Digital Media Puts a Human Face On Business

Here’s an ironic fact: Digital media can actually add a human touch to your gym! In this day and age it’s absolutely imperative that, as a business owner, you take full advantage of the low-cost high-impact resources that you can find online, in social media, blogging and video blogging. If you’re a bit more ambitious, even podcasting can be a great way to promote your gym.

The subject of social media is vast and rapidly changing. I’m just going to put this out there as an idea. It’s just a quick overview, an attempt to say that this is something that’s worth looking in to. In fact, there is probably no way to avoid it! So you need to start coming to terms and trying to make an impact with your own particular fitness brand.

Secrets of Social Posting

Vintage rusty carWhy do you need a social media presence? Because that is the way that you reach the audience that has the most interest in becoming your future membership. It also lines readers up to enter your sales funnel with very little effort on your part, beyond the initial effort of publishing the content in the first place. Once it’s out there and you’ve fine-tuned your approach it will do the work for you as a passive source of business. Once you set it up it does all of the work for you. You can use social media and other online resources as a personal knowledge base and as a way to attract and support your membership.

All too often, content creators jump in with huge enthusiasm and then fail to keep up with it. This is worse than useless because it’s like parking an old car in your driveway that you intend to fix up “someday”. It sends exactly the wrong message, whether it’s that rusty hulk or the abandoned Facebook page. There is a little secret to posting on social media of all descriptions that is so obvious that most content creators just never realize it: Be consistent in your rate of posting.

The key to this secret is that production of content at even a slow but steady rate will add up. An archive of the content that you’ve posted over the past year or two can turn into a real asset that draws an audience and increases your credibility over time. A volume of work, produced at a steady rate is also the sort of behavior pattern that the search engines will recognize as high-value content. It’s what they are looking for that will eventually make it to the front page of search listings.

Where and What To Post

Decide where you want to be active. It might be one of the big social sites like Facebook or Twitter or a specialized gym related community but try not to spread your efforts too thinly across too many networks. Make time each week to do whatever kind of writing you feel comfortable with. Recruit any of your team who has sufficient enthusiasm to write as much as they’re willing. Keep an eye open for responses and comments and make sure you reply appropriately. You’re looking to kick-start a conversation. One suggestion that I’ve made before is to try using YouTube to create visual content such as short tours, how-to guides and demos of your gym.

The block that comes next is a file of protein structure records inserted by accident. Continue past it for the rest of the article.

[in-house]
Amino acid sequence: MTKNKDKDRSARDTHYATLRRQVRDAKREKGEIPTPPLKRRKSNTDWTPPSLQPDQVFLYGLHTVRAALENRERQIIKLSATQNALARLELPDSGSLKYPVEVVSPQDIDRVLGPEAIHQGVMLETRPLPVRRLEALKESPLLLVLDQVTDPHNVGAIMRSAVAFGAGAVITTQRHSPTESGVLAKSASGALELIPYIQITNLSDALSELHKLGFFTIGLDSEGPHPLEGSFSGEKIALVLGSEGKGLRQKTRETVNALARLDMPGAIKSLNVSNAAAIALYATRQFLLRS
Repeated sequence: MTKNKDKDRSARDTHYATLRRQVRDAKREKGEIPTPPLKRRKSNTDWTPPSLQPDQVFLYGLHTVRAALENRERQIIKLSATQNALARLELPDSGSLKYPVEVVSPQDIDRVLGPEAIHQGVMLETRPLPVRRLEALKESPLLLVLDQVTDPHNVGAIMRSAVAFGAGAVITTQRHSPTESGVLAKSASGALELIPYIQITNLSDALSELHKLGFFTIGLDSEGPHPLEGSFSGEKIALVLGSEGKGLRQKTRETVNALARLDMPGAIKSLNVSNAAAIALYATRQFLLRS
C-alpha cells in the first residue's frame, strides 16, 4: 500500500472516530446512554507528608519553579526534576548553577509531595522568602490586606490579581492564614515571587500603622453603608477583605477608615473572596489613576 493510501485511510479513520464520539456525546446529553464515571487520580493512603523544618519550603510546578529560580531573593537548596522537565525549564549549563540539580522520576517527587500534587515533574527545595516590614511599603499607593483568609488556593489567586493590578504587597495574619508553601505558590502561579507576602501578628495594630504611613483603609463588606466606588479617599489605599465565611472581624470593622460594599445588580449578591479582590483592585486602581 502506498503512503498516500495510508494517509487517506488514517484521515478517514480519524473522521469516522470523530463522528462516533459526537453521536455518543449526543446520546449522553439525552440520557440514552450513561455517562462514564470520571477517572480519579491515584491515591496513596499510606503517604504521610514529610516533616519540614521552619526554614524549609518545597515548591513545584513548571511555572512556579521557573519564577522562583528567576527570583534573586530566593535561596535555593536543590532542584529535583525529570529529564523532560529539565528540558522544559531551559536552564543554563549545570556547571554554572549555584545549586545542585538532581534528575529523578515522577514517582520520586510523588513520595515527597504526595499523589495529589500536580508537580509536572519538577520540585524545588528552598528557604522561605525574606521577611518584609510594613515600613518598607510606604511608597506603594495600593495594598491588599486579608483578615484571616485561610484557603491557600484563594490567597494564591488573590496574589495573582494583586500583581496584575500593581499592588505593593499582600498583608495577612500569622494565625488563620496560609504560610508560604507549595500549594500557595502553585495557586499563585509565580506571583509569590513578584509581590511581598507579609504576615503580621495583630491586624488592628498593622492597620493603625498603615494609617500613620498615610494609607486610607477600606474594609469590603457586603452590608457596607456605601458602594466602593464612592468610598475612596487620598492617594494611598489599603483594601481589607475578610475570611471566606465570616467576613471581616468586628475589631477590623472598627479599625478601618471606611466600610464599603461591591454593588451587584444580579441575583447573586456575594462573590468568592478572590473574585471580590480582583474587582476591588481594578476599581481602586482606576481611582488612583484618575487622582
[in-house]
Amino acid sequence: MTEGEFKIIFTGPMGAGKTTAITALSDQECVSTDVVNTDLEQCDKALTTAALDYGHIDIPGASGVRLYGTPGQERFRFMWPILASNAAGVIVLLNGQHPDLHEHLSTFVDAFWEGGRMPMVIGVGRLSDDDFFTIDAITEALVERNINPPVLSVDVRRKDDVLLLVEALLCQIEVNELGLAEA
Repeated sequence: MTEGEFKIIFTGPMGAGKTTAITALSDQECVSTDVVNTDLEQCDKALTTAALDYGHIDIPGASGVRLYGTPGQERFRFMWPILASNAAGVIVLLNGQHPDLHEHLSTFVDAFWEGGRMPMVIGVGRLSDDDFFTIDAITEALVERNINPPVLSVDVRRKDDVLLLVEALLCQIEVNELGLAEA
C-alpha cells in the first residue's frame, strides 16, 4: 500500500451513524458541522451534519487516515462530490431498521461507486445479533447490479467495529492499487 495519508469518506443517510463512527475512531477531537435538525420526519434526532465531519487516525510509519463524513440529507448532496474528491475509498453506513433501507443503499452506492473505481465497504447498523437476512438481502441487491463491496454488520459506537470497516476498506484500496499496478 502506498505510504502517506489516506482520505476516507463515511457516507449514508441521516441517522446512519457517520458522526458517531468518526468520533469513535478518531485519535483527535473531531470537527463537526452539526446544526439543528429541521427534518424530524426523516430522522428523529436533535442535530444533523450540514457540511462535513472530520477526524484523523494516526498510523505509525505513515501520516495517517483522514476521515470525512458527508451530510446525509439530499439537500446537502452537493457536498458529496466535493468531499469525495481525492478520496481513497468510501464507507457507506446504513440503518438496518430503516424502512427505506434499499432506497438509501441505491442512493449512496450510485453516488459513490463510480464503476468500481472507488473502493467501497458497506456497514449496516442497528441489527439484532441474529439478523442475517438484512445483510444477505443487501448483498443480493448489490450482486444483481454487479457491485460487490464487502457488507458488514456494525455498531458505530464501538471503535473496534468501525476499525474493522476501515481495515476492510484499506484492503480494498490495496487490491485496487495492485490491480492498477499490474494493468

And On The Extreme End

If you have much to say and the time and resources to do it then perhaps you might wish to record a weekly podcast. It’s easy to start and get reasonable results with little or no investment. If you want to go big then look up podcasting, there are plenty of examples and experts who want to tell you how to do it right. But when it comes to the content it’s up to you, what you have to say and who you are able to rope into having a recorded discussion. If you pitch it as a way to reach a committed audience then you can attract personalities and people who want to reach out to your niche for whatever reason.

Social posting requires the same sort of discipline that goes into physical fitness. The rewards are equally satisfying, as commitment and dedication will build an audience that, in time, will become a community and a supporting network for your brand. A little social media can go a long way and, after all, this is where people are really spending their social time these days; to be left behind in the digital realm is to be left out in the cold, missing the largest and most readily available market from which to build your membership.

Over to you…

Do you have a consistent social posting schedule?

If so, where and when do you post?

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